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NN Lifestyle: 5 ways to start a hard conversation with your partner

It’s important to ensure we don’t catch a partner off guard with a difficult conversation they aren’t in the ideal mental space to have.

Poor communication can lead to a feeling of disconnect and lack of intimacy. Feelings of resentment in a relationship can occur, and you may be more easily irritated and potentially experience relationship burnout. This makes it harder to want to converse with your partner if you feel they don’t understand you the way you would want them to.

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Unhealthy communication can escalate, resulting in intense reactions where everything is out of hand. Avoidance or withdrawal can also occur when a person thinks their partner is unwilling to start or continue an interaction. This response can also lead to maintaining a superficial relationship or breaking up.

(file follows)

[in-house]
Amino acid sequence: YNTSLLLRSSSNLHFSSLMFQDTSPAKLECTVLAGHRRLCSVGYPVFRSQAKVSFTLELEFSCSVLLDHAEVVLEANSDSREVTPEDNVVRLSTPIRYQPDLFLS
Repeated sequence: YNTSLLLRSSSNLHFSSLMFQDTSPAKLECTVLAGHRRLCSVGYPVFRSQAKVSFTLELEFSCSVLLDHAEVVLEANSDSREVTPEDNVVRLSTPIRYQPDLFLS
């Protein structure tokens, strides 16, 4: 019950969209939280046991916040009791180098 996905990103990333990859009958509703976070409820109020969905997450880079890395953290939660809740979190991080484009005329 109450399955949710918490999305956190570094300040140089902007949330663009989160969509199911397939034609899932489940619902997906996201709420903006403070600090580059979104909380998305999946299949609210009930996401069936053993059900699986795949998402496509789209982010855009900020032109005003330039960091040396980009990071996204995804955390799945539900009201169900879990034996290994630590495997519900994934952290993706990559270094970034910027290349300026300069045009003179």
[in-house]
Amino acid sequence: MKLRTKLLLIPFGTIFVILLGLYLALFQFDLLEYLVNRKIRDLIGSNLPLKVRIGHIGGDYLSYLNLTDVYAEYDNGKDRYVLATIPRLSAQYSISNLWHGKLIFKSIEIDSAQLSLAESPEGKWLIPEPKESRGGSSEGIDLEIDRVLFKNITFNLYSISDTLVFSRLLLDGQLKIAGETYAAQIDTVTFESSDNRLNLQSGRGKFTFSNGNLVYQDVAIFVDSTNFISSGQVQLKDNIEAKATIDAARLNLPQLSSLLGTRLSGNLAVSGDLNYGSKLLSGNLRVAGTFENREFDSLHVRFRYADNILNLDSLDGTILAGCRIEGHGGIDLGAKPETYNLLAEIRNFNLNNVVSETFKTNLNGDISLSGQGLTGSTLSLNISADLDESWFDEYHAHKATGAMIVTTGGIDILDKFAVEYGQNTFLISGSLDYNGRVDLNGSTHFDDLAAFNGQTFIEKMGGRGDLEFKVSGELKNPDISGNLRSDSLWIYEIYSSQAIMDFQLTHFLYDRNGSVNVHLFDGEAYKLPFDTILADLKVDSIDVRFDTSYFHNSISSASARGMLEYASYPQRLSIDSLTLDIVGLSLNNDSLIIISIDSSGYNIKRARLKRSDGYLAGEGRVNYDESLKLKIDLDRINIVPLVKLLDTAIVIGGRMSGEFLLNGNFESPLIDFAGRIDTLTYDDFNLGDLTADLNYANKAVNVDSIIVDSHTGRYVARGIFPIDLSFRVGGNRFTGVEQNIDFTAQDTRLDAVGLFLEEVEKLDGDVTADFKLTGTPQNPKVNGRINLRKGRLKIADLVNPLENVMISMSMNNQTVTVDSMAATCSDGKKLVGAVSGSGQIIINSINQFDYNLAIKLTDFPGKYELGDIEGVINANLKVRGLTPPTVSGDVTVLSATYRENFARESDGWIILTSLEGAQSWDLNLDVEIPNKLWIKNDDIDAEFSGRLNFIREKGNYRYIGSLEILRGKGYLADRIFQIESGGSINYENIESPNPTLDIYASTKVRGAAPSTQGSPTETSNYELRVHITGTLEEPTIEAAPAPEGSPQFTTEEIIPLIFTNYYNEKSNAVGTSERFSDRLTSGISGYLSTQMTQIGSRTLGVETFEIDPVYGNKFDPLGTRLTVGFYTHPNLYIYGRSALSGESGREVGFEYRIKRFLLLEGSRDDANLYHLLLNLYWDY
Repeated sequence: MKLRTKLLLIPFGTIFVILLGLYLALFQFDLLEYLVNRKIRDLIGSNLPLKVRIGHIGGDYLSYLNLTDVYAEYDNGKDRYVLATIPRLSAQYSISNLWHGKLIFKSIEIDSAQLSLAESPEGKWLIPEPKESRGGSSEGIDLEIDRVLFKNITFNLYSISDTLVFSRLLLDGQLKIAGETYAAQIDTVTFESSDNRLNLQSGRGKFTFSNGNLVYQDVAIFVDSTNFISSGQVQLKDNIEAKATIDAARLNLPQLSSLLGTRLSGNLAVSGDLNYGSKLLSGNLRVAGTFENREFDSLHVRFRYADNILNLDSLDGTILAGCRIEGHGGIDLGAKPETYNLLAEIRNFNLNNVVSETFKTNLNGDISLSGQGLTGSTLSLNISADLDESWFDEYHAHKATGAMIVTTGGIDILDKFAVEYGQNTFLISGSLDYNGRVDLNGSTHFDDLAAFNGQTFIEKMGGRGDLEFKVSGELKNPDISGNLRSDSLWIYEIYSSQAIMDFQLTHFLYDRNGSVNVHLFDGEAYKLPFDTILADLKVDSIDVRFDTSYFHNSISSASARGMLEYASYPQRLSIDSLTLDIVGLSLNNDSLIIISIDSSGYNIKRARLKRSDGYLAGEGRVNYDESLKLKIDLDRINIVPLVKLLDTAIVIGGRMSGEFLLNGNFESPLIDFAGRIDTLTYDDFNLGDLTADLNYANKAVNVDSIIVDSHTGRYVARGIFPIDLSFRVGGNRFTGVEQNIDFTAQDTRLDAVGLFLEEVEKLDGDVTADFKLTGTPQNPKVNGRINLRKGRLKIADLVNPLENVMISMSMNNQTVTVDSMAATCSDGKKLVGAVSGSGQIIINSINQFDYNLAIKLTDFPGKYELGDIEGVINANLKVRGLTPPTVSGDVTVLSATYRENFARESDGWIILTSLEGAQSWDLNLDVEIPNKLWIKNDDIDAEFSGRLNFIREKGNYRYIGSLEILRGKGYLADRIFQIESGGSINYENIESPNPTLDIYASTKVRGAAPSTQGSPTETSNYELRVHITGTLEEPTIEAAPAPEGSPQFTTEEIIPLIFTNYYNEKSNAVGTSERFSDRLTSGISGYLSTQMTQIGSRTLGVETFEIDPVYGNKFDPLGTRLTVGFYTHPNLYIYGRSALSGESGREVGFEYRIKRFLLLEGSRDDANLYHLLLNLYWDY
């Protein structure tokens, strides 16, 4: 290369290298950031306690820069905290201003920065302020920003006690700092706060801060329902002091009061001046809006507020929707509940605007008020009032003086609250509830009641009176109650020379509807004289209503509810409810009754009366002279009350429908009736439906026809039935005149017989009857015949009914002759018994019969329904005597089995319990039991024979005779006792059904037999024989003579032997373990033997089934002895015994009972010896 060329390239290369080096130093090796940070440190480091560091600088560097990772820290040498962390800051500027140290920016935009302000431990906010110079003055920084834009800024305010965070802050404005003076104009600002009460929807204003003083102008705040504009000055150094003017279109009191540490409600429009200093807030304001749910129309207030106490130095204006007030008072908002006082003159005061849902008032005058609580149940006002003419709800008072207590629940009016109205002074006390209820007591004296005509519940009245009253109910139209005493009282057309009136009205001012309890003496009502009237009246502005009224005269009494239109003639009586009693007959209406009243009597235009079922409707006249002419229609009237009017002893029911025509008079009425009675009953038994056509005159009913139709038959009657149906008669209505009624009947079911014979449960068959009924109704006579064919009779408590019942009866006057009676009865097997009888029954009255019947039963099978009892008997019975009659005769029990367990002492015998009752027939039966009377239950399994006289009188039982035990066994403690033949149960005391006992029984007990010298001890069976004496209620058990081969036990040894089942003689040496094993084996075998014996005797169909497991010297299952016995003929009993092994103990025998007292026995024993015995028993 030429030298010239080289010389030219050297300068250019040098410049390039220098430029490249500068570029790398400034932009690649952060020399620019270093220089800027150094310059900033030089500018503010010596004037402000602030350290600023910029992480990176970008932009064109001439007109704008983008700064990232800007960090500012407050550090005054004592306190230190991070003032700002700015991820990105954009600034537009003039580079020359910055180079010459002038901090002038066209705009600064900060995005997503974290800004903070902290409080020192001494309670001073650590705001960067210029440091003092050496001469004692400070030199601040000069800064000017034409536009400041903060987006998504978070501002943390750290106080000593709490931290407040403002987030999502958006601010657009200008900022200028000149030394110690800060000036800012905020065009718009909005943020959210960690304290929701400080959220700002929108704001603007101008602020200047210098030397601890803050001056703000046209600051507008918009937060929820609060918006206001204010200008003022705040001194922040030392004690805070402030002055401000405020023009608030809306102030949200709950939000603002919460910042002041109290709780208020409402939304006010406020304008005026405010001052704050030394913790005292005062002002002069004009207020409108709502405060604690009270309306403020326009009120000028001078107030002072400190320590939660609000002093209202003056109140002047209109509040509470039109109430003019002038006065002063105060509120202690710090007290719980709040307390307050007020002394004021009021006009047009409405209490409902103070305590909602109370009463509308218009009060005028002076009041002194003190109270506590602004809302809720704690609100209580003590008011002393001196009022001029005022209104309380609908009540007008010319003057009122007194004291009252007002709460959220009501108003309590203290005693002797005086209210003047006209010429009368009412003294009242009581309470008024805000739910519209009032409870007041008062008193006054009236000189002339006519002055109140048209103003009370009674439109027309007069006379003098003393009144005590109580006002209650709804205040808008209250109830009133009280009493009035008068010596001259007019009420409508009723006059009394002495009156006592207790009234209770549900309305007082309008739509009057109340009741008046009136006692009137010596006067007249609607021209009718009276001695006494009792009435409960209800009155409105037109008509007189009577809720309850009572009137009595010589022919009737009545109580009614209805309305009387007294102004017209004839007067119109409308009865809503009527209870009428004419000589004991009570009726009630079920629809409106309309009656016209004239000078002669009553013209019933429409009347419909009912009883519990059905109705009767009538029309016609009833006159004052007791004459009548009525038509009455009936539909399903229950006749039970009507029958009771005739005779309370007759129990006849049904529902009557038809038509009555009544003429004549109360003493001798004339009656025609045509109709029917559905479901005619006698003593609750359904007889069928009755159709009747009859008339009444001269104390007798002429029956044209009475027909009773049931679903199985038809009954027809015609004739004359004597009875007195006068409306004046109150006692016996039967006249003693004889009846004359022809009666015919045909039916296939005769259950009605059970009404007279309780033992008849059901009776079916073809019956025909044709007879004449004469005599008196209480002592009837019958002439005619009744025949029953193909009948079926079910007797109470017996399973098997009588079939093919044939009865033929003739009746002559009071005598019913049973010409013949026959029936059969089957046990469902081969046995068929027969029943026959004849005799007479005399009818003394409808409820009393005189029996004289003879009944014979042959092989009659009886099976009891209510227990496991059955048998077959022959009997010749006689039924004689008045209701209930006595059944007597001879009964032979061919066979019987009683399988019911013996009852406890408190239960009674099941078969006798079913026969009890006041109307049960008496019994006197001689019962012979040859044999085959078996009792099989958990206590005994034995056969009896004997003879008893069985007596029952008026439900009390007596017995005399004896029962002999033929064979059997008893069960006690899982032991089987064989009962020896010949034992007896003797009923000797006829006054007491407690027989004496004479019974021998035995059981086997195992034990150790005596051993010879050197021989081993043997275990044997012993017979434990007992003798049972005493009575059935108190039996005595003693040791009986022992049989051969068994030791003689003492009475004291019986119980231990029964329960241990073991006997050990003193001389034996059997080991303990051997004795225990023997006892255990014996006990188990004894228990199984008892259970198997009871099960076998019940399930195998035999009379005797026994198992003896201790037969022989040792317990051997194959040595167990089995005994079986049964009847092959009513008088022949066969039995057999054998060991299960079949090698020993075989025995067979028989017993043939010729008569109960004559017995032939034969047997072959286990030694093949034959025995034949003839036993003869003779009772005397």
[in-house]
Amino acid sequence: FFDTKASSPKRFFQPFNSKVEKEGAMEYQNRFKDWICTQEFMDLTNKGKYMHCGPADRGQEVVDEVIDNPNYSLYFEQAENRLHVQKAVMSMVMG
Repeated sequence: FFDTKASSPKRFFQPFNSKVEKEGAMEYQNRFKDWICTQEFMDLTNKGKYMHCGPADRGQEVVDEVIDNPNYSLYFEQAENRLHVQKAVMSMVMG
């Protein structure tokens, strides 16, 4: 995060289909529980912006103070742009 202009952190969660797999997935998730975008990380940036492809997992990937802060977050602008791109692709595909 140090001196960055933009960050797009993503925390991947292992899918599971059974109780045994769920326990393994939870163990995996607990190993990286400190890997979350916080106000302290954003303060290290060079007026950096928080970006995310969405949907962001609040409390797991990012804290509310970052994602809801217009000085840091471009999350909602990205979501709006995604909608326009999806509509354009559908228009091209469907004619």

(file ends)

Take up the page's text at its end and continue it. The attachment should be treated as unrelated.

However, transparent communication creates a sense of assurance and solidarity within a relationship. There must be no shaming, blaming, attacking, or criticizing during this time for an effective compromise to be possible.

Address what bothers you, for instance, their social media usage, by asking open-ended questions. Lean into curiosity rather than rebuking your partner. When healthy compromise becomes an active part of a relationship, both parties feel safe, respected, valued, and, thus, encouraged to make requests and express their perspectives without fear of shame, conflict, or rejection.

Below, we share the 5 most effective ways to start a hard, maybe even uncomfortable, conversation with your significant other in a manner that will make them listen without feeling attacked.

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They are as follows;

“There’s something I would like to talk about. Is now a good time?”

“I think we might have different perspectives about how we use social media. Do you have some time to talk about it?”

“I was wondering when would be a good time to talk about something that has been bothering me.”

“I feel hurt when I see you doing _________. Are you open to talking through this?”

“I am struggling with some of the things you have been saying/doing lately. Would you be willing to explore a compromise on this?”

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